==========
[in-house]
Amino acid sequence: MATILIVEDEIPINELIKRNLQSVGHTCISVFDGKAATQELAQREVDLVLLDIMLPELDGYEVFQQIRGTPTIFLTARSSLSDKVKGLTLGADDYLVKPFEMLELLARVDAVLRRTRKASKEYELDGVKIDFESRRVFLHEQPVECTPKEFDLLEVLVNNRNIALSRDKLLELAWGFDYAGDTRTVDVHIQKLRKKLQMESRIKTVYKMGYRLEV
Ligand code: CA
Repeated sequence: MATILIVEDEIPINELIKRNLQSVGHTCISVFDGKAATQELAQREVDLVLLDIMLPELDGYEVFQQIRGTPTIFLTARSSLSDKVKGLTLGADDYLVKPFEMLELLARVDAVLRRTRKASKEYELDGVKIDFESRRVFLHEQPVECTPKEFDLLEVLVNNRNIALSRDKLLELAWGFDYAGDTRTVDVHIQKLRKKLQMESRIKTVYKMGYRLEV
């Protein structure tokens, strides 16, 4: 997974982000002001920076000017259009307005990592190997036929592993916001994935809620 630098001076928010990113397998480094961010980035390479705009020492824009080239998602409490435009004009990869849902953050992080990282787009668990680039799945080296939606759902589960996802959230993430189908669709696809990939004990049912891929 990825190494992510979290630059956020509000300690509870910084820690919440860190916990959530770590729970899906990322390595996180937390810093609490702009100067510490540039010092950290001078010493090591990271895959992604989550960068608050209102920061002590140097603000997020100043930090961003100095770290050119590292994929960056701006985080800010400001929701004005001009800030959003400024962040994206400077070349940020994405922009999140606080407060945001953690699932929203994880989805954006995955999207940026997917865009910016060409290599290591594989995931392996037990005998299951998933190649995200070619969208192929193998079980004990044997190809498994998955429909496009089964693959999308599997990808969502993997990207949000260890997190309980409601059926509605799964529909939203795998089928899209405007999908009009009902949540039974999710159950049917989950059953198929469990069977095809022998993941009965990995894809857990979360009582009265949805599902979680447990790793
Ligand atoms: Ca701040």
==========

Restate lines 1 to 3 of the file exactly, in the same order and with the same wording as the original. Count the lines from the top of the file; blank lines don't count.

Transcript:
[in-house]
Amino acid sequence: MATILIVEDEIPINELIKRNLQSVGHTCISVFDGKAATQELAQREVDLVLLDIMLPELDGYEVFQQIRGTPTIFLTARSSLSDKVKGLTLGADDYLVKPFEMLELLARVDAVLRRTRKASKEYELDGVKIDFESRRVFLHEQPVECTPKEFDLLEVLVNNRNIALSRDKLLELAWGFDYAGDTRTVDVHIQKLRKKLQMESRIKTVYKMGYRLEV
Ligand code: CA